But I don’t think that God is in the business of building or maintaining walls. In fact, I think that one of the foundational principles of Christianity (and other religions, too, but I am not nearly qualified enough to speak on behalf of them) is that we should be bulldozing them down. Critics of the way Christianity is practised are correct to reject claims of exclusivity. When Jesus claims to be the Way, the truth and the life, he is not erecting another wall. He is envisaging a world where they are broken down. He is making the radical claim that we have, as a people, two choices: to continue to live as we always have, behind our walls, fearful and blind, the outcome of which history has demonstrated over and over (and over) again can only be bloodshed; or we can choose love and forgiveness, the narrow path that few find. Only at the end of that path can we find the fullness of life God desires for us.

 

The early church understood this. It is why Paul maintains, in Galatians 3:28, that in Christ there is no male or female, slave or free, Jew or Gentile. In other words, no walls. Stop and ponder the full ramifications of this teaching: NO WALLS. Any time your interpretation of Paul’s theology leads you to discriminate on the basis of gender or class or race or religion, understand that you are not being faithful to the interpretation of his theology that found expression in the lived reality of the churches he founded. The early church lived without walls. They shared all they had with one another. Their criteria for membership completely ignored political and racial and cultural and gender barriers. In fact, attempts by the Jerusalem church to impose distinctly Jewish cultural norms on the church as a whole was the reason Paul branded their teaching as opposed to the gospel (read his letter to the Galatians).

 

I don’t think we have given enough consideration to Paul’s radical theology. We have misread him to be preoccupied with personal salvation from sins, but the thrust of the argument in every one of his letters is never how to purchase a ticket to heaven; it is always about how we ought to relate to one another in Christ. Can I paraphrase his gospel? In Christ, class, gender, cultural, even religious divisions have no place. No wonder Jesus said that he did not come to bring peace, but a sword. A world without walls is bound to arouse anger and terror in those who have learned to view the world exclusively from the lonely ramparts of their castles. In the place of the isolation of our fortifications, Jesus offers the table as a meeting place, with the bread of his own broken body as the reminder of why castles do not – cannot – work.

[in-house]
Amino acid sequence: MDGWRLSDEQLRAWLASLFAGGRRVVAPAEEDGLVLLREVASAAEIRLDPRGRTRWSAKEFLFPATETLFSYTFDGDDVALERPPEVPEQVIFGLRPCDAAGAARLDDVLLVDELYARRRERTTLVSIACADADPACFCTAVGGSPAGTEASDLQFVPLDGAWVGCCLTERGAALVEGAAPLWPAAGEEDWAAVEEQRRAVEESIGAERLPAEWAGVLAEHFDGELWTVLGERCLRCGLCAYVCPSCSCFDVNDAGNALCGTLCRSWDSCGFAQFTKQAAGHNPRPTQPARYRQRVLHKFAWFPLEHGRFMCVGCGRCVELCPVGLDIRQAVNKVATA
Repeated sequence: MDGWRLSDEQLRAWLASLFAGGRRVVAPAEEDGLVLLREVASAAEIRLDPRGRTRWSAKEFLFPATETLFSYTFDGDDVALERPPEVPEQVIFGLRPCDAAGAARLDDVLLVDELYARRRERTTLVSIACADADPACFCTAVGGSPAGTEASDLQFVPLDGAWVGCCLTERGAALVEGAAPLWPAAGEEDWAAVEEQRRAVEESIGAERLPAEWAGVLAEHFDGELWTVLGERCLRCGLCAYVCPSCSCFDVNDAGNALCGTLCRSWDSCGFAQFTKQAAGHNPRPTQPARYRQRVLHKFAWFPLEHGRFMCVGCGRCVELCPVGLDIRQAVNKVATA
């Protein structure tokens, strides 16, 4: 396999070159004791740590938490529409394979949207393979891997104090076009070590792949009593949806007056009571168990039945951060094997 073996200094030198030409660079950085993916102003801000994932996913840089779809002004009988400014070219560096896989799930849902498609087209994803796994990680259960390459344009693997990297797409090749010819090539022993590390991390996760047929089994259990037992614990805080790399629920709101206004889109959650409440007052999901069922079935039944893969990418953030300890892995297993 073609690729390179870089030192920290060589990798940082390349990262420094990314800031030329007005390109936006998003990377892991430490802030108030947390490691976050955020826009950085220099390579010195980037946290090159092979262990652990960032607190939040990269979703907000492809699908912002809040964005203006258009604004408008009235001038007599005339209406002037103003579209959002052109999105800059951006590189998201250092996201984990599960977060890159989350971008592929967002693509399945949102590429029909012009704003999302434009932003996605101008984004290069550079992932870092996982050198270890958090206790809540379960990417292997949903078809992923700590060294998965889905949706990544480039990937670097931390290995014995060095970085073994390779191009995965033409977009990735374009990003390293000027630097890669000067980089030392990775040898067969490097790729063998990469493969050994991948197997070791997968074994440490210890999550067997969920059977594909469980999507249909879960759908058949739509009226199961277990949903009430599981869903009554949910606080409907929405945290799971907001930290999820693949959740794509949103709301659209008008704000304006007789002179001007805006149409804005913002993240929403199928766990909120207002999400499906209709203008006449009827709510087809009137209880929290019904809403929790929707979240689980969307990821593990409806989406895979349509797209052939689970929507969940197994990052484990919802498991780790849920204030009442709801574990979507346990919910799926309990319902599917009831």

A dear friend of mine shared this story with me, which I think illustrates the point beautifully. Please meditate on it:

A visitor to an Australian outback cattle ranch was intrigued by the seemingly endless miles of farming country with no sign of any fences. He asked a local rancher how he kept track of his cattle. The rancher replied, “Oh, that’s no problem. Out here we dig wells instead of building fences.”

The implications should be obvious, but in case they are not, let me say this: a peaceful and just society does not require walls. Actually, it necessitates that we demolish them and allow people to congregate around abundant sources of nourishment. Jesus compels us to envisage a different way of relating to God and to one another, based not on walls and laws and restrictions, but on freedom centred around the promise of abundant life.

 

Jesus did not build a fence. He dug a well. You, who call yourself his disciple, go and do likewise.